To avoid the "rush hour" traffic around Middlesborough (it was about 3.45 pm on a Friday, POETS day) we didn't stop for a drink but headed back to Newcastle and went to the Collingwood in Jesmond, an old fashioned pub with a selection of real ales, the London Pride was in top condition.
This is a very enjoyable walk, woodland, moorland, open fields, superb views and lots to see. Agood walk as the Times would say. I hope we can find more Eskdale walks too.
And thanks to Anne Lott for kind comments. Nice to hear from anybody who enjoys our walks.

The Matrix MMXVI                 V
                                                                                   steps                          miles
NAK                                                                         29136                         11.07 (need calibrating)
LIDL 3D                                                                  20874                          10.02
Dave's 3D                                                                 22326                         9.82
  "  USB                                                                    21572                         9.87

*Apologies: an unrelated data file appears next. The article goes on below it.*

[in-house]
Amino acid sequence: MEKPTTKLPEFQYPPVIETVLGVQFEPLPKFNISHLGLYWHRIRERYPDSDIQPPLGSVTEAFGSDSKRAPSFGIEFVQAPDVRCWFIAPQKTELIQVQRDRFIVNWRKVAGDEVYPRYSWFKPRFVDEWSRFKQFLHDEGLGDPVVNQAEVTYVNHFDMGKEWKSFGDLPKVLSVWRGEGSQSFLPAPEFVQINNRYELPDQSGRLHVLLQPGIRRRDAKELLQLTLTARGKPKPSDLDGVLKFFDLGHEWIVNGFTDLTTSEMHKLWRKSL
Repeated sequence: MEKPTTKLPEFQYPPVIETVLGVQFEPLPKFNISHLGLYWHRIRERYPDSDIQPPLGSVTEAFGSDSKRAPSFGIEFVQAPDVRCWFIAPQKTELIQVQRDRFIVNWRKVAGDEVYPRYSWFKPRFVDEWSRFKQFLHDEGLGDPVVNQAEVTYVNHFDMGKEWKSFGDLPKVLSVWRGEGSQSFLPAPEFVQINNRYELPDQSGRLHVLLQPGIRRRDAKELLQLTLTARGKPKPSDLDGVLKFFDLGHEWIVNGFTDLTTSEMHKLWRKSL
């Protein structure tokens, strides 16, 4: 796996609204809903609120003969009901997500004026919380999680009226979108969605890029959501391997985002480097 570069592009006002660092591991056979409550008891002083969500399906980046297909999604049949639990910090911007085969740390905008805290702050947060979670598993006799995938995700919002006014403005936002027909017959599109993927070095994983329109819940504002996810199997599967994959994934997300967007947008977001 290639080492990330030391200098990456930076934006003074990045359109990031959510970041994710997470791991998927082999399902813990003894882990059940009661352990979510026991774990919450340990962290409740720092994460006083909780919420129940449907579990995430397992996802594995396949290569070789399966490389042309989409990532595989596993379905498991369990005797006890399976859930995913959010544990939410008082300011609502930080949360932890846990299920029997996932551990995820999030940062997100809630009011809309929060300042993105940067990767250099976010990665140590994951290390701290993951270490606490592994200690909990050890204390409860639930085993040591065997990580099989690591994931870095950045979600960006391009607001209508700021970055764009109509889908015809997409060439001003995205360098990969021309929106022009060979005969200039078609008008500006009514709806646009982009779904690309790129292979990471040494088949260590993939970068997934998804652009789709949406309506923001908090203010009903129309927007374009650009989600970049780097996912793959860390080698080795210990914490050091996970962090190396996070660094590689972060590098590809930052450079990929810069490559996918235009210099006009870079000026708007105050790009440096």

"  NAK                                                                    21429                         9.81
etrex                                                                                                            10,29
OUTDOORS                                                                                               10.2

Walking time  3hrs 36 minutes     Talking time 1hr 19 minutes
Height climbed 1835 feet (???????????????)
Contains OS data copyright Crown copyright and database right 2016

Sorry about the map, printer running out of colour.
Sorry about photo quality. Not a clue

* I have decided to put a region after each title, Cheviots, Northumberland etc. It will take a while to work through them.